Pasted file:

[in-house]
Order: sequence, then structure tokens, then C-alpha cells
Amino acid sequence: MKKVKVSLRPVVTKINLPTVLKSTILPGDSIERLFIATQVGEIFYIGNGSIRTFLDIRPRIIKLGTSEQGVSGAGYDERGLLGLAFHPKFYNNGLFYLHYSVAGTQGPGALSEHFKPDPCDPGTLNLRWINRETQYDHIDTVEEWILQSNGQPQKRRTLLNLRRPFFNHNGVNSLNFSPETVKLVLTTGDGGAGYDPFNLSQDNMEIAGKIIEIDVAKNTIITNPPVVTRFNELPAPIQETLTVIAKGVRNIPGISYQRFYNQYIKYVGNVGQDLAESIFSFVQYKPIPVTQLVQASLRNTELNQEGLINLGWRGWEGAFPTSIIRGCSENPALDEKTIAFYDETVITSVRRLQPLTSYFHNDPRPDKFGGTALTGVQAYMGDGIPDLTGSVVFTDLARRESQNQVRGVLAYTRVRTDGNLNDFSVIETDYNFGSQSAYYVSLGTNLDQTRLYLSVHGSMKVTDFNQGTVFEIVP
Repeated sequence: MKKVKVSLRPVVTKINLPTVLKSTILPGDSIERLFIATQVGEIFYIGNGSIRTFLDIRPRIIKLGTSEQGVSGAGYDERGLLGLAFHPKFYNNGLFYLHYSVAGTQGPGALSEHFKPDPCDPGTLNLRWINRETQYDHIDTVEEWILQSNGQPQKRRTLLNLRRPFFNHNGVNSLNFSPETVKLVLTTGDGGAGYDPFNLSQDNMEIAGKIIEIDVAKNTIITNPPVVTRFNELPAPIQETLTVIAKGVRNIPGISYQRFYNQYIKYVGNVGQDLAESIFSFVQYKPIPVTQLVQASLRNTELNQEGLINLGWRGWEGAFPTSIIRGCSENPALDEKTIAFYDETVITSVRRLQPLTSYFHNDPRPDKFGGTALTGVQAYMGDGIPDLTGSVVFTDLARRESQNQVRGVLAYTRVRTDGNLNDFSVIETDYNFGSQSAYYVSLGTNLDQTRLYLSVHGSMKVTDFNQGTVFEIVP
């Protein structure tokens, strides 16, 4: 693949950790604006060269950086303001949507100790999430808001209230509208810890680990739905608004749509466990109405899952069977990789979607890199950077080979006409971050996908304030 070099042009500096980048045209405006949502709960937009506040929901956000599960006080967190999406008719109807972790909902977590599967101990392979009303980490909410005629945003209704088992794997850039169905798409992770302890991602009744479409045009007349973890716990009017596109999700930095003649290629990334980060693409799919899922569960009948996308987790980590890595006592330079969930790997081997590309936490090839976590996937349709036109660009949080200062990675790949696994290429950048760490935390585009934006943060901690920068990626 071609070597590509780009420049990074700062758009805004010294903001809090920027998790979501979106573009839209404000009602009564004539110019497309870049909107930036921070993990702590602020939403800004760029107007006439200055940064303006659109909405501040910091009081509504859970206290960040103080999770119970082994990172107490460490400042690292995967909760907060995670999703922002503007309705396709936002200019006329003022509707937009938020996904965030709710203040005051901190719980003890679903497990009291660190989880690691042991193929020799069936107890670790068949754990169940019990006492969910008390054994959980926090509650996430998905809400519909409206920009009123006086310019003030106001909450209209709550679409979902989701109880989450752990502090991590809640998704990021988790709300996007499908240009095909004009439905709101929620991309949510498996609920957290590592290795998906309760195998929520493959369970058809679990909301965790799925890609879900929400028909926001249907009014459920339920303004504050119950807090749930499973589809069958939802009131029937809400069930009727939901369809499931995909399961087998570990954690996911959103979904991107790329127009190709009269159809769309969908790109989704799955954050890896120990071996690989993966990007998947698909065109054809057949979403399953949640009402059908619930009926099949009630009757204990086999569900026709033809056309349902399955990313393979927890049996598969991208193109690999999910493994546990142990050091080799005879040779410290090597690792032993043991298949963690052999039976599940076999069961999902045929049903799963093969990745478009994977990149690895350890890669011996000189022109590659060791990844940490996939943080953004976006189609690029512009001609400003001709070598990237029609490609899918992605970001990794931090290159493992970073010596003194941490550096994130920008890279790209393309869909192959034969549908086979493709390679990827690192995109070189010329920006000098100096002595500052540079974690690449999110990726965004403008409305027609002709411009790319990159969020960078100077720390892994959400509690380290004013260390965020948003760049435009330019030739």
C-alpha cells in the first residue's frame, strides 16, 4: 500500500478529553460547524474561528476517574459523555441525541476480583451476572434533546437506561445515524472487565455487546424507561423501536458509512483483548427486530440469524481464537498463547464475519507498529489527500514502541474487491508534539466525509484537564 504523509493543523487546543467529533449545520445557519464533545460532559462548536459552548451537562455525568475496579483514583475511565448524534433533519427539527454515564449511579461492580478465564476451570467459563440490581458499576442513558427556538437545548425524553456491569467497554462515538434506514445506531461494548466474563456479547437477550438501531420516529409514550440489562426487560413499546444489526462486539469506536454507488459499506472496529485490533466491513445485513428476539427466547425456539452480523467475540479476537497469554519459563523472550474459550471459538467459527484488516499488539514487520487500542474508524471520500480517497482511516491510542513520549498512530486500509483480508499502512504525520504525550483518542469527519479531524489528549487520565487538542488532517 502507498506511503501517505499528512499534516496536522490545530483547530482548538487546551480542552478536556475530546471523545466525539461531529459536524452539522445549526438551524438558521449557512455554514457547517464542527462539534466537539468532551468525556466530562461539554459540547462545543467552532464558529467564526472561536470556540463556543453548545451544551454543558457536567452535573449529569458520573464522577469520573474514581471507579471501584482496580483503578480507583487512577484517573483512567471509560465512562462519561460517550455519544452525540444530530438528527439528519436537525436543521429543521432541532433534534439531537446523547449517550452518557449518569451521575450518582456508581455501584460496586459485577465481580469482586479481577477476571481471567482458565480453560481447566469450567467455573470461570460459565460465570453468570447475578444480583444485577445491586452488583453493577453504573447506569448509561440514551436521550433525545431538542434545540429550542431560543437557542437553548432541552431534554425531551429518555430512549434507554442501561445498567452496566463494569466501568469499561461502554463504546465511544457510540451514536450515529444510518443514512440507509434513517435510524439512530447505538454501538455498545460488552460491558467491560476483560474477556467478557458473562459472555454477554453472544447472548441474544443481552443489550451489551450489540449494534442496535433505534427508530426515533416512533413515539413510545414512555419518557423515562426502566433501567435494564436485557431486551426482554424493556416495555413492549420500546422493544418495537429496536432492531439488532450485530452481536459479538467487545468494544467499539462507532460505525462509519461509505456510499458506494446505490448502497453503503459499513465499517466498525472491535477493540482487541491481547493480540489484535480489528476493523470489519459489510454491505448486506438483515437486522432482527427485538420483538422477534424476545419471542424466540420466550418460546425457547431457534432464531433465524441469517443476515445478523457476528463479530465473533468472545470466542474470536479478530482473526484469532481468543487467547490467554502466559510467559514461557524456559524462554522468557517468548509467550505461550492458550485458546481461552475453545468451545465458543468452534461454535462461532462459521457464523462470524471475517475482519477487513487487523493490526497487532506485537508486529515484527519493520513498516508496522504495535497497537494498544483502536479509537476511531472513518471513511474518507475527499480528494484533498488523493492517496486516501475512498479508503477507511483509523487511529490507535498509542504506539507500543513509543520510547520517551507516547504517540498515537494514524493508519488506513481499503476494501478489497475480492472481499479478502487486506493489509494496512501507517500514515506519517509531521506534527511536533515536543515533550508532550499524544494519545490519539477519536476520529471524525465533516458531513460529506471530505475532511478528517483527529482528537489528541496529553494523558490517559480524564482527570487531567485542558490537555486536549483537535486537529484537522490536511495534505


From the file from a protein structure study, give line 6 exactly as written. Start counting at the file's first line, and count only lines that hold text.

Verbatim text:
C-alpha cells in the first residue's frame, strides 16, 4: 500500500478529553460547524474561528476517574459523555441525541476480583451476572434533546437506561445515524472487565455487546424507561423501536458509512483483548427486530440469524481464537498463547464475519507498529489527500514502541474487491508534539466525509484537564 504523509493543523487546543467529533449545520445557519464533545460532559462548536459552548451537562455525568475496579483514583475511565448524534433533519427539527454515564449511579461492580478465564476451570467459563440490581458499576442513558427556538437545548425524553456491569467497554462515538434506514445506531461494548466474563456479547437477550438501531420516529409514550440489562426487560413499546444489526462486539469506536454507488459499506472496529485490533466491513445485513428476539427466547425456539452480523467475540479476537497469554519459563523472550474459550471459538467459527484488516499488539514487520487500542474508524471520500480517497482511516491510542513520549498512530486500509483480508499502512504525520504525550483518542469527519479531524489528549487520565487538542488532517 502507498506511503501517505499528512499534516496536522490545530483547530482548538487546551480542552478536556475530546471523545466525539461531529459536524452539522445549526438551524438558521449557512455554514457547517464542527462539534466537539468532551468525556466530562461539554459540547462545543467552532464558529467564526472561536470556540463556543453548545451544551454543558457536567452535573449529569458520573464522577469520573474514581471507579471501584482496580483503578480507583487512577484517573483512567471509560465512562462519561460517550455519544452525540444530530438528527439528519436537525436543521429543521432541532433534534439531537446523547449517550452518557449518569451521575450518582456508581455501584460496586459485577465481580469482586479481577477476571481471567482458565480453560481447566469450567467455573470461570460459565460465570453468570447475578444480583444485577445491586452488583453493577453504573447506569448509561440514551436521550433525545431538542434545540429550542431560543437557542437553548432541552431534554425531551429518555430512549434507554442501561445498567452496566463494569466501568469499561461502554463504546465511544457510540451514536450515529444510518443514512440507509434513517435510524439512530447505538454501538455498545460488552460491558467491560476483560474477556467478557458473562459472555454477554453472544447472548441474544443481552443489550451489551450489540449494534442496535433505534427508530426515533416512533413515539413510545414512555419518557423515562426502566433501567435494564436485557431486551426482554424493556416495555413492549420500546422493544418495537429496536432492531439488532450485530452481536459479538467487545468494544467499539462507532460505525462509519461509505456510499458506494446505490448502497453503503459499513465499517466498525472491535477493540482487541491481547493480540489484535480489528476493523470489519459489510454491505448486506438483515437486522432482527427485538420483538422477534424476545419471542424466540420466550418460546425457547431457534432464531433465524441469517443476515445478523457476528463479530465473533468472545470466542474470536479478530482473526484469532481468543487467547490467554502466559510467559514461557524456559524462554522468557517468548509467550505461550492458550485458546481461552475453545468451545465458543468452534461454535462461532462459521457464523462470524471475517475482519477487513487487523493490526497487532506485537508486529515484527519493520513498516508496522504495535497497537494498544483502536479509537476511531472513518471513511474518507475527499480528494484533498488523493492517496486516501475512498479508503477507511483509523487511529490507535498509542504506539507500543513509543520510547520517551507516547504517540498515537494514524493508519488506513481499503476494501478489497475480492472481499479478502487486506493489509494496512501507517500514515506519517509531521506534527511536533515536543515533550508532550499524544494519545490519539477519536476520529471524525465533516458531513460529506471530505475532511478528517483527529482528537489528541496529553494523558490517559480524564482527570487531567485542558490537555486536549483537535486537529484537522490536511495534505